Non-drinker’s Yuletide loneliness

Non-drinker’s Yuletide loneliness

The season of good cheer, peace, unbridled consumerism and culinary excess is once again upon us. Friendships and family closeness are merrily celebrated and the warm glow associated with the time of year in general and Christmas gatherings in particular is, understandably, much sought after, highly touted and valued. For most of us it is a time of hand-shakes, embraces and proximity. But for a considerable number among us it is a time of desolation and despondency, if not despair.

Loneliness, sometimes the effect of material poverty or emotional withdrawal, but often simply of an isolation born of unfortunate family circumstances or the very rapid social changes our country is undergoing, can be a deep wound, a searingly icy state of being no fire can warm. The feeling of being unwantedly alone is probably painful to an unimaginable extent for someone who, by nature of the species he or she belongs to, is a social being.

We know that the extent of the problem is considerable. Of approximately 9,000 calls every year to Supportline 179, more than a third are by men and women who complain they are lonely. Hundreds turn up for the Christmas lunch organised by Caritas, originally with the materially deprived in mind. More than half of those freely admit that they could afford to pay for Christmas lunch – and indeed donate money to Caritas – but cannot bear the thought that they would be eating it with only themselves for company.

Thankfully there is a rising awareness of the problems of loneliness bedevilling many of our fellow-citizens exemplified by the collaboration between Caritas and the Faculty of Social Well-being of the University of Malta leading to the production of a documentary about loneliness – and how to find solutions for the problem.

There is a pernicious relationship between loneliness and alcohol abuse: people who suffer in solitude may turn to alcohol for company and solace. This situation is dangerous. Alcohol and isolation can be a deadly concoction which is often the stuff that addictions and suicides are made of. It is a tragic irony that the substance which is considered the ultimate social lubricant, the liquid which oils the engine of the festivities and revelries that colour the Christmas landscape, can feature so prominently in the existence of those who are alone and whose mood is anything but celebratory. An effort by all of us who know people who happen to be socially isolated to befriend them, spend time with them and make them feel liked, wanted and welcome, could help avert misery, problems and indeed even more seriously drastic outcomes.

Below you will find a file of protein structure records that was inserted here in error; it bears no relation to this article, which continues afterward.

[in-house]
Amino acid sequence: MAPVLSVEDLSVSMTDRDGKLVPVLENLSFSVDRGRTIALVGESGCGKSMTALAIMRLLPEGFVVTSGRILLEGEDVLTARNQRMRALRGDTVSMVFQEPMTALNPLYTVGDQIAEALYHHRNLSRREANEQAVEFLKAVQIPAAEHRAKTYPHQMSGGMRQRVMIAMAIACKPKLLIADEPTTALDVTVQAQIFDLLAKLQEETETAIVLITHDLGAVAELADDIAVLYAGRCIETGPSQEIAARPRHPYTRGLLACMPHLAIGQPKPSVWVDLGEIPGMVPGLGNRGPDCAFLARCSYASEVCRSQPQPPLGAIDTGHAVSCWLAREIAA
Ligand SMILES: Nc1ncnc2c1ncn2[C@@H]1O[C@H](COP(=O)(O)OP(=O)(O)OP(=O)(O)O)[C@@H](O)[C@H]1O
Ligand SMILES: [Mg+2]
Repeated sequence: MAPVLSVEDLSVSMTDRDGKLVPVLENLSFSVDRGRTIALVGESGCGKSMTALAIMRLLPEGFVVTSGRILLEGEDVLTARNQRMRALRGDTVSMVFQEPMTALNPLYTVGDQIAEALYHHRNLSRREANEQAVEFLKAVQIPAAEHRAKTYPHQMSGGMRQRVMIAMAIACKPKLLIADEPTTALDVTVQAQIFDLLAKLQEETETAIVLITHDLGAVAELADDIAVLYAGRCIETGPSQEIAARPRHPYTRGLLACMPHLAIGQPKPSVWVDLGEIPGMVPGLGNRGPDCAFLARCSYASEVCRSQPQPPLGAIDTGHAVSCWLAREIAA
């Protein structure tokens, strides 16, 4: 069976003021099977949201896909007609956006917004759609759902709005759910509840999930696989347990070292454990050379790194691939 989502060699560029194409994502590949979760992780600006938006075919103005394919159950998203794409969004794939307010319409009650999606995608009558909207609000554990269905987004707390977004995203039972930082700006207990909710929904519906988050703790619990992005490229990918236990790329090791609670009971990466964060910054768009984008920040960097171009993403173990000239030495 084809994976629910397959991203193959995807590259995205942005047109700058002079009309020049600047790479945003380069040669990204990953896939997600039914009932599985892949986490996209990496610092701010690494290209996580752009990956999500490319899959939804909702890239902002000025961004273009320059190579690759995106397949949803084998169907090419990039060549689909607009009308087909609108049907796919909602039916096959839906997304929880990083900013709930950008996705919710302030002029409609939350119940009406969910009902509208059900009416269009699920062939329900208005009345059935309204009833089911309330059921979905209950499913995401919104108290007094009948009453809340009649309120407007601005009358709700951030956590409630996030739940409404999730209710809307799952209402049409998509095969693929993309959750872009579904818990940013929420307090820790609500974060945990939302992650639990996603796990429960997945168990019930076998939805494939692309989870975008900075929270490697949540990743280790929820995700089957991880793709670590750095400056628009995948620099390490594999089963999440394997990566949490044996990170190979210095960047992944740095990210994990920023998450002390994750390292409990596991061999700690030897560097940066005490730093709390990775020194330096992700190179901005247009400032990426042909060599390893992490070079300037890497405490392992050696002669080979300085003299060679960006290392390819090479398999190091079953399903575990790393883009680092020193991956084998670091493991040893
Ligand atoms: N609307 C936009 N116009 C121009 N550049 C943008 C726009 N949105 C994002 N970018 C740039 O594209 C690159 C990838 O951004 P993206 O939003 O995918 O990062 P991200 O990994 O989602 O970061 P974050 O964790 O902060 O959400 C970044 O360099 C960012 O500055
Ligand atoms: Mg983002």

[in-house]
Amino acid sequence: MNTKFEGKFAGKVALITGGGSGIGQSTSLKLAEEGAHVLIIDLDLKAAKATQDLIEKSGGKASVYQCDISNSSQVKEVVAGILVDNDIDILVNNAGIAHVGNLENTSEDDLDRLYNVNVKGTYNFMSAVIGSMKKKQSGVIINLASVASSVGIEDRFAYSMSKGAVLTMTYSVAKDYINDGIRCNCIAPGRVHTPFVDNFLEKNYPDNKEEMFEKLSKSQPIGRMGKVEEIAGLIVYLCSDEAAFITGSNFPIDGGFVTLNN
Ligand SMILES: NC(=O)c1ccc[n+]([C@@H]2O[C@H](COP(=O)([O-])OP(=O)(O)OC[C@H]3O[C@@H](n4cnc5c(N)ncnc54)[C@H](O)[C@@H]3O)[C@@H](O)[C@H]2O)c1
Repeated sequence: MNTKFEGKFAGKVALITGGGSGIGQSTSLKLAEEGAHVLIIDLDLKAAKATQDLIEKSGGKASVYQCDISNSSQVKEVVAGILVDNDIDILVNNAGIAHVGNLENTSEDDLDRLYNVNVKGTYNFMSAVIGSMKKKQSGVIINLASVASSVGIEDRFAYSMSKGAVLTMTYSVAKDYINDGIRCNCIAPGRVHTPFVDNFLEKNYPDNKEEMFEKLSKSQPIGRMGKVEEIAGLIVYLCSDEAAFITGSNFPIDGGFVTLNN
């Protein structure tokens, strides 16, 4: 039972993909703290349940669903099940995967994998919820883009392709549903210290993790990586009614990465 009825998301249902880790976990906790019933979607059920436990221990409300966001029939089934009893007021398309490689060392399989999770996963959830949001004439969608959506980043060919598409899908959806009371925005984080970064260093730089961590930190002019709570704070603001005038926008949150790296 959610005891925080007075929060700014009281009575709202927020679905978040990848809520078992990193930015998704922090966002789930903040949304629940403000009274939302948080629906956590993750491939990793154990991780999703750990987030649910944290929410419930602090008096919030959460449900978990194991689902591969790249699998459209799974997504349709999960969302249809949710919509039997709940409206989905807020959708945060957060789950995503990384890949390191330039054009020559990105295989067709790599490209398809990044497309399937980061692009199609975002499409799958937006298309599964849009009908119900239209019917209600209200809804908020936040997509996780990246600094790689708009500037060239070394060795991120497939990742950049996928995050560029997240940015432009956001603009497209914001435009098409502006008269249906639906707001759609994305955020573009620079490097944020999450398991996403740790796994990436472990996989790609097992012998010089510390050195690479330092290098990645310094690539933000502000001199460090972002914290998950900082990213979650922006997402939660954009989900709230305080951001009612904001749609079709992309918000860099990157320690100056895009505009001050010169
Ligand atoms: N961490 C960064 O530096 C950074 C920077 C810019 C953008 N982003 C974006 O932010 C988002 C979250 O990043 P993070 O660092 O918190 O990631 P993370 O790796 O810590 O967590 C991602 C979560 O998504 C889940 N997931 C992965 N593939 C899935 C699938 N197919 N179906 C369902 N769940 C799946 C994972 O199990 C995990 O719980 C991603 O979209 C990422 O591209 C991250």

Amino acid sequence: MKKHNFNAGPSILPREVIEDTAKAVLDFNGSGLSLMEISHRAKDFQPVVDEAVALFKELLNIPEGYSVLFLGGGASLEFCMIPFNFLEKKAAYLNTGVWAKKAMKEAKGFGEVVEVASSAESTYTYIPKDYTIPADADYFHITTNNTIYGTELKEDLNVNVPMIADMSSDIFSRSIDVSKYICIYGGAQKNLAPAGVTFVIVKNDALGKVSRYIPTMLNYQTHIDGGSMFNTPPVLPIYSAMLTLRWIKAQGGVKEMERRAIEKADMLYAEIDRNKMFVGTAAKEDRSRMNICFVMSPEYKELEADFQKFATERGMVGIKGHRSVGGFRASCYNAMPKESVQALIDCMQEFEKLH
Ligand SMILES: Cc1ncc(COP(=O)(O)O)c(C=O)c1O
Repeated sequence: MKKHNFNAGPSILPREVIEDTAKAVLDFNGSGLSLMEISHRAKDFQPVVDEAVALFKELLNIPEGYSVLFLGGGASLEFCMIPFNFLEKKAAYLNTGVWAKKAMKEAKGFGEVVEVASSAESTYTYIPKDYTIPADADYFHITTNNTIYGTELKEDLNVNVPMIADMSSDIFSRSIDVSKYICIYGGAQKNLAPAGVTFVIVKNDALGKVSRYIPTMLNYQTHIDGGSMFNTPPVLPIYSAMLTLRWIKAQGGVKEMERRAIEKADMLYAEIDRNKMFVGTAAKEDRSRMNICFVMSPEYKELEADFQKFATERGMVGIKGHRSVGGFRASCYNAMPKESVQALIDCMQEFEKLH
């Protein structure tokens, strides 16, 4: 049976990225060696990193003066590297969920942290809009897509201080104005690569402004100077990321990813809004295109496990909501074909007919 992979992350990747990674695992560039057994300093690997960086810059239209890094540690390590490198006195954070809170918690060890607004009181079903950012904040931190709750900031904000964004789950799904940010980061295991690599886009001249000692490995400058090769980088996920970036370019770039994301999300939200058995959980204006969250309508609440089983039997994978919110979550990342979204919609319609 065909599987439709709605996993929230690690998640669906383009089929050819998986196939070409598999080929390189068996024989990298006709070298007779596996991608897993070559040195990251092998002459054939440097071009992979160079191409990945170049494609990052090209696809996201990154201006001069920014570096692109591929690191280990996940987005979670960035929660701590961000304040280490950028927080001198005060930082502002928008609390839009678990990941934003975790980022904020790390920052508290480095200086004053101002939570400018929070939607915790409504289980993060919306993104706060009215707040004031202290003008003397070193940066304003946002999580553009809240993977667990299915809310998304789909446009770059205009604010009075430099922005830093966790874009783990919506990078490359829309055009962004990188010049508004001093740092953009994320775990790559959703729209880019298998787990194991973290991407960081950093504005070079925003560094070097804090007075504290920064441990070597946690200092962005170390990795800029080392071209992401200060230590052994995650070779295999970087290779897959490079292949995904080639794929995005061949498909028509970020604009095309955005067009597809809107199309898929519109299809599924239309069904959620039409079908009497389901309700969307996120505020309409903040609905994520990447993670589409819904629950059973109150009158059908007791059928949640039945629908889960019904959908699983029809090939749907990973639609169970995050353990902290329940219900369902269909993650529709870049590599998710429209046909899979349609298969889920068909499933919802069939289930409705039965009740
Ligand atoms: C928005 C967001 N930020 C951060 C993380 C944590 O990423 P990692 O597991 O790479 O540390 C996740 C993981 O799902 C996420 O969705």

There is a particular type of alcohol-related loneliness which is especially prevalent at Christmas: that experienced by those who isolate themselves in an effort to get away from alcohol. Every year a number of severely dependant individuals whose lives have been very nearly wrecked by alcohol manage to stop drinking, generally with the help of addiction professionals or the voluntary organisations – like Alcoholics Anonymous or Amethyst – which offer services to problem drinkers and their families.

Total abstinence being the only way forward for the severely dependent drinker, this time of the year where rivers of alcohol flow freely and everybody is expected to imbibe can be an extremely difficult time. The temptation to drink can be very difficult to resist in particular situations and the newly sober individual who is rightly afraid that one drink can lead to the resumption of the habit which wreaked havoc in his life, may distance himself or herself from family gatherings and celebrations with close friends.

Those recovering alcoholics, recent or long-standing, who venture into social gatherings may require sensitive support. We should all be sensitive enough to the possible plight of our guests and dinner-companions who may be battling drinking problems or indeed other problems which require permanent or temporary abstinence from alcohol. Pressing people to drink – or indeed enquiring the reason for their refusal to accept alcohol even in small quantities – will only add to the difficulties faced by those who may have excellent personal reasons for not drinking. A simple decision to respect people’s wishes not to drink at this time may turn out to be an act of solidarity and kindness which will be warmly, though silently, appreciated.

The health authorities and the agencies and organisations operating in the field of treatment of alcohol problems should do their utmost to raise awareness in this particular area. Over the next few days we will witness an abundance of TV and radio interviews about the relationship between Christmas festivities and alcohol consumption. These occasions provide an excellent opportunity to drive home the point that no one should ever put any pressure on others to drink.

Christmas can be very tough for people who may be facing particular difficulties. Awareness of these problems may help to alleviate their suffering.  Isolation and loneliness are phenomena which require concerted efforts on many levels to be overcome. Ordinary citizens can play their part too: a little sensitivity can work wonders.

This is a Times of Malta print editorial

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